Monthly Archives: April 2015

Do versus Change

Change-management-communicationA CEO asked a senior executive candidate in an interview what she changed at her last job? The candidate gave a list of all the things she did. The CEO politely asked again,”No. I didn’t ask what you did. I asked what you changed?” The candidate was not prepared for this question. She did not get the job but years later, when she became a CEO herself, she talked about how that question changed the way she “did” her job.

 Certainly, there are parts of everyone’s job that require you to “do” but the “doing” has to result in a positive change, she now argues. She adopted this approach for herself, her team and her company. It is the first question she asks when she does anyone’s performance review.

This week, think about this question. Look at your calendar and take inventory of your work. How much of it is “do” versus “do and change”? Start to build a repository of all the things that you are changing (making better). You will find that not only will you be able to have a great answer in your reviews/interviews, but you will delightfully enjoy them both and alot more of what you “do”!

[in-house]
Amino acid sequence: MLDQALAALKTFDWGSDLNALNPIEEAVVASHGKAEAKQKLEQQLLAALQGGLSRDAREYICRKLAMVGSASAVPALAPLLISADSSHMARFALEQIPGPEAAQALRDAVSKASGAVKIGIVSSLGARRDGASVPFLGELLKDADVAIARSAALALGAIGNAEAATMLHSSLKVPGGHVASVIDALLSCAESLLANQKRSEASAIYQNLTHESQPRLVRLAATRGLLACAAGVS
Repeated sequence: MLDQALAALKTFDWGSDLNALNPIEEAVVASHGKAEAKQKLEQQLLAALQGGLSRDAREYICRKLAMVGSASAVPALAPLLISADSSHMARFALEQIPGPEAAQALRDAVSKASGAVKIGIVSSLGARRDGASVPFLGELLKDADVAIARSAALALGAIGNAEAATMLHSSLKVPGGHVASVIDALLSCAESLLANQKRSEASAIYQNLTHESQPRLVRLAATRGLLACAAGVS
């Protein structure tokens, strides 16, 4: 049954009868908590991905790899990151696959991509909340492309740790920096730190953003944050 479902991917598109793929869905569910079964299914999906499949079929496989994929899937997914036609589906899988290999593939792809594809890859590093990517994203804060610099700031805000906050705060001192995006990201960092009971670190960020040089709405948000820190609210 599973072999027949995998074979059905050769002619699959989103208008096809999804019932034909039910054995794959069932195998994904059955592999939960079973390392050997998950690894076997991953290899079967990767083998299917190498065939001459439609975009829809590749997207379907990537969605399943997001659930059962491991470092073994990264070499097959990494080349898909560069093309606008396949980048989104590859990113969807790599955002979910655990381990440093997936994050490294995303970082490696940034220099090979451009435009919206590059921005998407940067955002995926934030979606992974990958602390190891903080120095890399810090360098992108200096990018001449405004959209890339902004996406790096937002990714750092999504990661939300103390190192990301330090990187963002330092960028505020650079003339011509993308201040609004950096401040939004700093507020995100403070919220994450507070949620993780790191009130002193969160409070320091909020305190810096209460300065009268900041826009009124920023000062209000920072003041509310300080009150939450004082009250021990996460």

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Power of Core Values

core valuesI will often ask an audience to tell me what their core values are. Some seemed surprised by the question, as it is not one that comes up in most conversations and relationships. Most, however, respond with values like Integrity, Honesty, Respect, and such like. After the first few, people typically throw out many others that are similar but it is obvious to me that they are responding in “brainstorming mode” as opposed to a mode where these values are carefully thought of and selected.  I then ask how they feel when one or more of these values are compromised? Do they feel good? How upset do they get? For how long do they “check out” from that relationship? How many violations of each core value need to occur before giving up on the relationship? The reality is that we all have values but only a few of us have truly processed them, prioritized them, analyzed their roles in our lives, and have prepared ourselves for a response when they are violated. Continue reading